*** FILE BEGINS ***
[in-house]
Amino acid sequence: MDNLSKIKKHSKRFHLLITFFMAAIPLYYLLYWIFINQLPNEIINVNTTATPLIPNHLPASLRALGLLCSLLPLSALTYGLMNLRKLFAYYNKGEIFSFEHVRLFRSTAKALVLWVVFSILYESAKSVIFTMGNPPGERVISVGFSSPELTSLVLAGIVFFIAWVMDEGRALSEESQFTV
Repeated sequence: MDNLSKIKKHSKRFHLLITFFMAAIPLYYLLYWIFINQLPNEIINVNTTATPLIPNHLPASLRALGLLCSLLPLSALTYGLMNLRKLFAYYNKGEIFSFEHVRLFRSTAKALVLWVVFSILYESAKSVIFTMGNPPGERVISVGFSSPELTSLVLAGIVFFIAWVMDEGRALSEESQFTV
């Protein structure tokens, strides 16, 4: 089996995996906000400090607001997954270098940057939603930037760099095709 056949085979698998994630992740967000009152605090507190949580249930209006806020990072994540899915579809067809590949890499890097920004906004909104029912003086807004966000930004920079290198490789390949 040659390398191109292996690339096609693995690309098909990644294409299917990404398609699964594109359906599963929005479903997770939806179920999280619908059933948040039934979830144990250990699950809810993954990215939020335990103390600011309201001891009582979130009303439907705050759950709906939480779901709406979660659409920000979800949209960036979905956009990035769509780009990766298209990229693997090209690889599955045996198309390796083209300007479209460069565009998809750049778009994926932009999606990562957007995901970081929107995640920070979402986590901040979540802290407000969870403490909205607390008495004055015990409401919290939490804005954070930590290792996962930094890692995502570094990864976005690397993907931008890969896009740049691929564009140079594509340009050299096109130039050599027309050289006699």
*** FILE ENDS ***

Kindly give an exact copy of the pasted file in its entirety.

[in-house]
Amino acid sequence: MDNLSKIKKHSKRFHLLITFFMAAIPLYYLLYWIFINQLPNEIINVNTTATPLIPNHLPASLRALGLLCSLLPLSALTYGLMNLRKLFAYYNKGEIFSFEHVRLFRSTAKALVLWVVFSILYESAKSVIFTMGNPPGERVISVGFSSPELTSLVLAGIVFFIAWVMDEGRALSEESQFTV
Repeated sequence: MDNLSKIKKHSKRFHLLITFFMAAIPLYYLLYWIFINQLPNEIINVNTTATPLIPNHLPASLRALGLLCSLLPLSALTYGLMNLRKLFAYYNKGEIFSFEHVRLFRSTAKALVLWVVFSILYESAKSVIFTMGNPPGERVISVGFSSPELTSLVLAGIVFFIAWVMDEGRALSEESQFTV
């Protein structure tokens, strides 16, 4: 089996995996906000400090607001997954270098940057939603930037760099095709 056949085979698998994630992740967000009152605090507190949580249930209006806020990072994540899915579809067809590949890499890097920004906004909104029912003086807004966000930004920079290198490789390949 040659390398191109292996690339096609693995690309098909990644294409299917990404398609699964594109359906599963929005479903997770939806179920999280619908059933948040039934979830144990250990699950809810993954990215939020335990103390600011309201001891009582979130009303439907705050759950709906939480779901709406979660659409920000979800949209960036979905956009990035769509780009990766298209990229693997090209690889599955045996198309390796083209300007479209460069565009998809750049778009994926932009999606990562957007995901970081929107995640920070979402986590901040979540802290407000969870403490909205607390008495004055015990409401919290939490804005954070930590290792996962930094890692995502570094990864976005690397993907931008890969896009740049691929564009140079594509340009050299096109130039050599027309050289006699």